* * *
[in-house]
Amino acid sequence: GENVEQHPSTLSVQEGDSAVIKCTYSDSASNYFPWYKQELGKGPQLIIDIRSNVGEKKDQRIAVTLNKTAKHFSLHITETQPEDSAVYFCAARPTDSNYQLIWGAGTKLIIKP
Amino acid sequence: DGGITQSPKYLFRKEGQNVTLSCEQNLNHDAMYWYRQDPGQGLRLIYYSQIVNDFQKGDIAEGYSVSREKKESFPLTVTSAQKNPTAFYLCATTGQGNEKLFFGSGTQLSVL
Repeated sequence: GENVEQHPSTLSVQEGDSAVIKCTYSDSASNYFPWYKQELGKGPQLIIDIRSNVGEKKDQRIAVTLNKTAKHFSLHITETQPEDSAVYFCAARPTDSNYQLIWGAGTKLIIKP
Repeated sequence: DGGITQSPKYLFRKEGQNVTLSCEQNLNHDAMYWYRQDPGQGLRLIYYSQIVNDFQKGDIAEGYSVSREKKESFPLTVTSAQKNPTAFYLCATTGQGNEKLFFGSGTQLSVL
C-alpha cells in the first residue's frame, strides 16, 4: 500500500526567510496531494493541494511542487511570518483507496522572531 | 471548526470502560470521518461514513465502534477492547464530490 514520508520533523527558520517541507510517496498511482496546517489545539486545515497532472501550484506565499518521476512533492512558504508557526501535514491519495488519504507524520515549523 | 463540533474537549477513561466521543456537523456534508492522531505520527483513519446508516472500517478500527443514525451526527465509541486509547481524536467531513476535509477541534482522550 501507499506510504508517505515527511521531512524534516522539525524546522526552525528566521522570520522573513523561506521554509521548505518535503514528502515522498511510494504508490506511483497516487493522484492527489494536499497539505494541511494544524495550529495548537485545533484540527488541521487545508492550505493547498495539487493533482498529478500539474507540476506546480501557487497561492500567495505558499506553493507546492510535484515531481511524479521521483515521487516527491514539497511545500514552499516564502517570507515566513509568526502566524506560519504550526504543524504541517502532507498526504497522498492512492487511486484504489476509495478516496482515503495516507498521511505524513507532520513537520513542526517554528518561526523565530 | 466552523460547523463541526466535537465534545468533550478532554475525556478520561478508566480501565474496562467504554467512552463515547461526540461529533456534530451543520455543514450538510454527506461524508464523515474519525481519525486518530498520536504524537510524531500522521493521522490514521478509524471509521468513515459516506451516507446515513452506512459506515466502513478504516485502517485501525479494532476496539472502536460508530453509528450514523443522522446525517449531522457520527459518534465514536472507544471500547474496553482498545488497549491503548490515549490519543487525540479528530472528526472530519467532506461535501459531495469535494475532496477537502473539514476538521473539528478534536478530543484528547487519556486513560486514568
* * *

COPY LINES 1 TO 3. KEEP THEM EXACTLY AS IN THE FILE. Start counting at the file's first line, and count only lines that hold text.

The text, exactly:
[in-house]
Amino acid sequence: GENVEQHPSTLSVQEGDSAVIKCTYSDSASNYFPWYKQELGKGPQLIIDIRSNVGEKKDQRIAVTLNKTAKHFSLHITETQPEDSAVYFCAARPTDSNYQLIWGAGTKLIIKP
Amino acid sequence: DGGITQSPKYLFRKEGQNVTLSCEQNLNHDAMYWYRQDPGQGLRLIYYSQIVNDFQKGDIAEGYSVSREKKESFPLTVTSAQKNPTAFYLCATTGQGNEKLFFGSGTQLSVL